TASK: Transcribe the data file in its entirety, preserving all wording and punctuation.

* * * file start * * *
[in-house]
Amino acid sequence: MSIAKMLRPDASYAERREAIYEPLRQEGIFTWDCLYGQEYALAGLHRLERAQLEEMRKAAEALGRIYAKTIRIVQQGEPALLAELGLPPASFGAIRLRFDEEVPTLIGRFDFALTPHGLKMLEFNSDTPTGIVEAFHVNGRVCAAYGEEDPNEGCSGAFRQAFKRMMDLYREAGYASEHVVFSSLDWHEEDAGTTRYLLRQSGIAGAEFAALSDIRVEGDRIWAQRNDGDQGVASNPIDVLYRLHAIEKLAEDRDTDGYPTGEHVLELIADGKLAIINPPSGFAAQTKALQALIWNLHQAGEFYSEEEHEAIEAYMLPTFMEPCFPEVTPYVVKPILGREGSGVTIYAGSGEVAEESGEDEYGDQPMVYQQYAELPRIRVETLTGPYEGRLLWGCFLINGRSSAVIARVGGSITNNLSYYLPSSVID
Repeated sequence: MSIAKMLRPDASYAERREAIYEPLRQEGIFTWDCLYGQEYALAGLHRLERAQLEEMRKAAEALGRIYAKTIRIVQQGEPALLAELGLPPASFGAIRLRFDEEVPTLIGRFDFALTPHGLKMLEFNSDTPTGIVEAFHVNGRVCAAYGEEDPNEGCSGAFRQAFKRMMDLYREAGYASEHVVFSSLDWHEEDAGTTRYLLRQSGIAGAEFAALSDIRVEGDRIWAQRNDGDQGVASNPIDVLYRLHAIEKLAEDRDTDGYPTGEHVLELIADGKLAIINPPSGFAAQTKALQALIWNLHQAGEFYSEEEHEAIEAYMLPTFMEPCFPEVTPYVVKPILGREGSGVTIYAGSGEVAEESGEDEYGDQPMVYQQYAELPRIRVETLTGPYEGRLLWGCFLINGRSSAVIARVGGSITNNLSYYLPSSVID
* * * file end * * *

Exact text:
[in-house]
Amino acid sequence: MSIAKMLRPDASYAERREAIYEPLRQEGIFTWDCLYGQEYALAGLHRLERAQLEEMRKAAEALGRIYAKTIRIVQQGEPALLAELGLPPASFGAIRLRFDEEVPTLIGRFDFALTPHGLKMLEFNSDTPTGIVEAFHVNGRVCAAYGEEDPNEGCSGAFRQAFKRMMDLYREAGYASEHVVFSSLDWHEEDAGTTRYLLRQSGIAGAEFAALSDIRVEGDRIWAQRNDGDQGVASNPIDVLYRLHAIEKLAEDRDTDGYPTGEHVLELIADGKLAIINPPSGFAAQTKALQALIWNLHQAGEFYSEEEHEAIEAYMLPTFMEPCFPEVTPYVVKPILGREGSGVTIYAGSGEVAEESGEDEYGDQPMVYQQYAELPRIRVETLTGPYEGRLLWGCFLINGRSSAVIARVGGSITNNLSYYLPSSVID
Repeated sequence: MSIAKMLRPDASYAERREAIYEPLRQEGIFTWDCLYGQEYALAGLHRLERAQLEEMRKAAEALGRIYAKTIRIVQQGEPALLAELGLPPASFGAIRLRFDEEVPTLIGRFDFALTPHGLKMLEFNSDTPTGIVEAFHVNGRVCAAYGEEDPNEGCSGAFRQAFKRMMDLYREAGYASEHVVFSSLDWHEEDAGTTRYLLRQSGIAGAEFAALSDIRVEGDRIWAQRNDGDQGVASNPIDVLYRLHAIEKLAEDRDTDGYPTGEHVLELIADGKLAIINPPSGFAAQTKALQALIWNLHQAGEFYSEEEHEAIEAYMLPTFMEPCFPEVTPYVVKPILGREGSGVTIYAGSGEVAEESGEDEYGDQPMVYQQYAELPRIRVETLTGPYEGRLLWGCFLINGRSSAVIARVGGSITNNLSYYLPSSVID